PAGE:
Magnesium chloride isn’t just used to melt ice on roadways during colder months. Denver Water also uses it to retain moisture in the dirt road that winds through Waterton Canyon.

Keeping the road moist reduces the chance of a summer dust problem in the canyon.

Crews are scheduled to apply magnesium chloride to the six and a-half mile road during a five-day closure, starting next Monday, June 5.

There will be no public access to the popular hiking, biking and horseback riding trail until the morning of Saturday, June 10.

The parking lot at the canyon's entrance will also be closed.

“We’re excited to get it done, but we know it’s kind of an inconvenience for users,” said Brandon Ransom, manager of recreation for Denver Water. “But in the long run, it makes for a much better experience here in the canyon.”

Before applying mag-chloride, crews will re-grade the road to smooth out the bumps, grooves and potholes.

Loosening the dirt also helps the road soak up the mag-chloride.

“Not only do we get that nice smooth surface, we get the dust taken care of also,” Ransom said.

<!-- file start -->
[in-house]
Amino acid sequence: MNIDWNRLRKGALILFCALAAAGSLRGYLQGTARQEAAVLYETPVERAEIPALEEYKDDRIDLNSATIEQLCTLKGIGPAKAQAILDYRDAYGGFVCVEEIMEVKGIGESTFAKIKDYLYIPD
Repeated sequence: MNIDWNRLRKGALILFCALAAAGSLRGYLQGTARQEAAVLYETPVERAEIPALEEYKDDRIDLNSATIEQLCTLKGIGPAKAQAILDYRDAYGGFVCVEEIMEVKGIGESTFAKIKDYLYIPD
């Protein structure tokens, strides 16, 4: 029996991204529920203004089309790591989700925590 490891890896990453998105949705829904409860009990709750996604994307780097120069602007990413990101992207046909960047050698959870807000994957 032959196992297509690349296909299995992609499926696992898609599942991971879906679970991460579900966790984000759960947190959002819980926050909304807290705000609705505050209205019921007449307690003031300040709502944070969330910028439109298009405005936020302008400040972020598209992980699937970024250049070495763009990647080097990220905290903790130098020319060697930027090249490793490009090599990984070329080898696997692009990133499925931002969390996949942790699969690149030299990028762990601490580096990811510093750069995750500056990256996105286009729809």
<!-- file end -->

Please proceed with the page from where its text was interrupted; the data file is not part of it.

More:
Denver Water uses the road through Waterton Canyon to access several of its distribution facilities along the South Platte River, as well as the Strontia Springs Reservoir. Because it is a vital road for Denver Water operations it’s kept well maintained, which makes it a family-friendly hiking and biking experience.

Denver Water estimates Waterton Canyon has more than 100,000 visitors a year.

In addition to scenic views of the river and canyon walls, visitors enjoy the wildlife, which is managed by Colorado Parks and Wildlife.

“We do have a bighorn sheep herd in the canyon,” Ransom said. “There is occasional spotting of a black bear here and again. And then as far as birds; it’s really, really a great place to bird watch. You’ll see a lot of hawks. Occasionally, you may see a bald eagle fly through and fish the river.”

Colorado Parks and Wildlife stocks the river with trout, so anglers are also drawn to the canyon.

Denver Water typically plans dust mitigation projects that close the canyon around this time each year.

Over the past several years, the canyon has also been closed because of high water during spring runoff and the occasional wildlife issue, including when too many people were getting dangerously close to bears in order to snap selfies that were eventually posted on social media.